Anna Oscàr was an opera- and concert singer. She was one of the most esteemed artists at Kungliga Teatern (now Kungliga Operan, the royal opera) in the decades around the turn of the twentieth century.
Anna Oscàr was born in Stockholm in 1875. Her parents were Catharina Carolina Andersdotter Sahlin and Sven Tufvesson Thulin, who worked at a tailor’s shop. She was the only one of her four siblings who survived into adulthood. Her musical talent became apparent at an early age and in her teenage years she was a student of the well-known and accomplished singing instructor Isidor Dannström. Her training continued when she took lessons from Signe Hebbe, who also instructed her in stage movement and stage interpretation. Anna Oscàr also took some ballet lessons which served her well for certain opera roles.
Anna Oscàr made her operatic debut when she was only 16 years old. She sang the part of Papagena in Wolfgang Amadeus Mozart’s The Magic Flute in a production at Kungliga Teatern. She then performed as Gerda in Ivar Hallström’s Den bergtagna, as Anna in Andreas Randel’s Värmlänningarna, and as a bridesmaid in Carl Maria von Weber’s Der Freischütz. She was the last singer to make her debut in the old Gustavian opera house. In the meantime she received no offers of permanent employment and instead found herself engaged in August Lindberg’s opera troupe at Stora teatern in Gothenburg in 1892 and subsequently at Vasateatern in Stockholm from 1893–1894. Whilst she was in Gothenburg she was increasingly given bigger dramatic roles, such as Siebel in Charles Gounod’s Faust. The repertoire at Vasateatern largely comprised light-hearted operettas and musicals. Anna Oscàr was once again employed at Kungliga teatern during 1895 where one of her performances was as John Blund in Engelbert Humperdinck’s Hänsel und Gretel. In 1896 she became permanently employed at Kungliga teatern, where she remained until her death.
Throughout the ensuing 20 years Anna Oscàr evolved into one of the most admired opera singers of her time. Her repertoire came to comprise around 60 roles of various types and she was convincing in not only German but also in Italian and in French works. Some of her more notable roles were Susanna in Mozart’s The Marriage of Figaro, Violetta in Giuseppe Verdi’s La Traviata, Elisabeth in Richard Wagner’s Tannhäuser, Lisa in Pyotr Tchaikovsky’s The Queen of Spades, and as Carmen in George Bizet’s eponymous opera. She also had significant success in performing Swedish operatic works and was involved in productions of Andreas Hallén’s successful opera Valdemarsskatten in 1899 as well as Wilhelm Peterson Berger’s Ran in 1903 and Arnljot in 1910.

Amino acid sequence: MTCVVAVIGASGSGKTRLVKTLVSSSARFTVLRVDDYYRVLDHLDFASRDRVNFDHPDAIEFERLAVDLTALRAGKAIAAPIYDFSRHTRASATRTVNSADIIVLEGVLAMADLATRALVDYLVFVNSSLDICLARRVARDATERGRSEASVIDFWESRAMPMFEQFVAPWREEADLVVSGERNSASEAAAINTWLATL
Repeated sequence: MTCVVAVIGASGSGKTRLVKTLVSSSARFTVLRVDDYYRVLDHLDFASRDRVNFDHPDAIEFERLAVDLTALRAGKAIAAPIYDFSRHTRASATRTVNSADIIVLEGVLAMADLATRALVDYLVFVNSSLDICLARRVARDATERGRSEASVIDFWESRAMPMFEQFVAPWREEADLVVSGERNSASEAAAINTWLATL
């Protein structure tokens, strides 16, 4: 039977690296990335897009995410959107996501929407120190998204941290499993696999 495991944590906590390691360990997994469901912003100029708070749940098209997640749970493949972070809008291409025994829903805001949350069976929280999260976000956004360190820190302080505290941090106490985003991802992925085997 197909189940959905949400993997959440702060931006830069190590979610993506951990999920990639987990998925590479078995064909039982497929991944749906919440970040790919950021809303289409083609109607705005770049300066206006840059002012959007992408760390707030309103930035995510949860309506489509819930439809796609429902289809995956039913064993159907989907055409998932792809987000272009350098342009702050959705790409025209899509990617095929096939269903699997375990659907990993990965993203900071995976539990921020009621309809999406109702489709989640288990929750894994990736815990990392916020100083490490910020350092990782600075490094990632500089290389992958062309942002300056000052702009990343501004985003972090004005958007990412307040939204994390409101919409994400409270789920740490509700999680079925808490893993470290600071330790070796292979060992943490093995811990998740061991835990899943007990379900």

The Swedish public was introduced to various late-Romantic operas during the time that Anna Oscàr was active. She performed at the Swedish premiere of Giacomo Puccini’s La Bohème in 1901, in Jules Massenet’s Werther in 1904, in Umberto Giordano’s André Chénier in 1909 as well as Richard Strauss’ Salome in 1908. For all of these performances, but especially in the latter’s demanding title role – for which she performed the famous dance of veils in a professional manner – Anna Oscàr received rave reviews. In addition to all these performances Anna Oscàr was also engaged as a concert- and oratorio singer, both in larger towns and cities and in the countryside.
During the summers of 1903, 1906, and 1909 she, along with John Forsell and her husband Martin Orscàr, toured the Swedish emigrant towns in North America, and she performed successful concerts in Chicago, Minneapolis, and at Carnegie Hall in New York. However, apart from these tours and a few appearances in neighbouring Nordic countries, Anna Oscàr’s career remained largely Sweden-based.
Anna Oscàr’s range of expression included dramatic and powerful performances as well as lyrical and virtuoso brilliance. Her bel canto was expressive and her coloratura was highly skilled, the latter of which was particularly displayed in her portrayal of Marie in Gaetano Donizetti’s La fille du Régiment. Anna Oscàr’s ability to portray “Nordic melancholy” in Swedish operatic works also gained a lot of attention.
Anna Oscàr’s multifaceted talents and her vocal capacity was most likely based on a combination of unique vocal talent, thorough training, and dedication. Her strong stage presence and her ability to – irrespective of which character she was performing – “be herself” also contributed to her popularity, as noted by Sven Söderman in a commemorative article.
Anna Oscàr possessed a strong sense of integrity and was uncompromising when it came to her art; she never hesitated to criticise standards at her own workplace. This sometimes led to conflicts. Her own level of artistic mastery can be heard on around 40 gramophone recordings dating from the first decade of the twentieth century. She was recorded both singing solo and in duets with John Forsell and Martin Oscàr.
Anna Oscàr was married to the insurance clerk Carl Olof Teodor Hellström from 1900–1905. At that time she performed using the name of Anna Hellström. After the couple divorced she then married fellow opera singer Martin Oscàr in 1907. The couple performed together in various productions.
Anna Oscàr was awarded the royal Litteris et Artibus medal in 1903. In 1908 she became an elected member of the Royal Swedish Academy of Music.
Following a period of illness Anna Oscàr died in Stockholm in 1915. She is buried at Norra begravningsplatsen (the Northern cemetery) in Solna.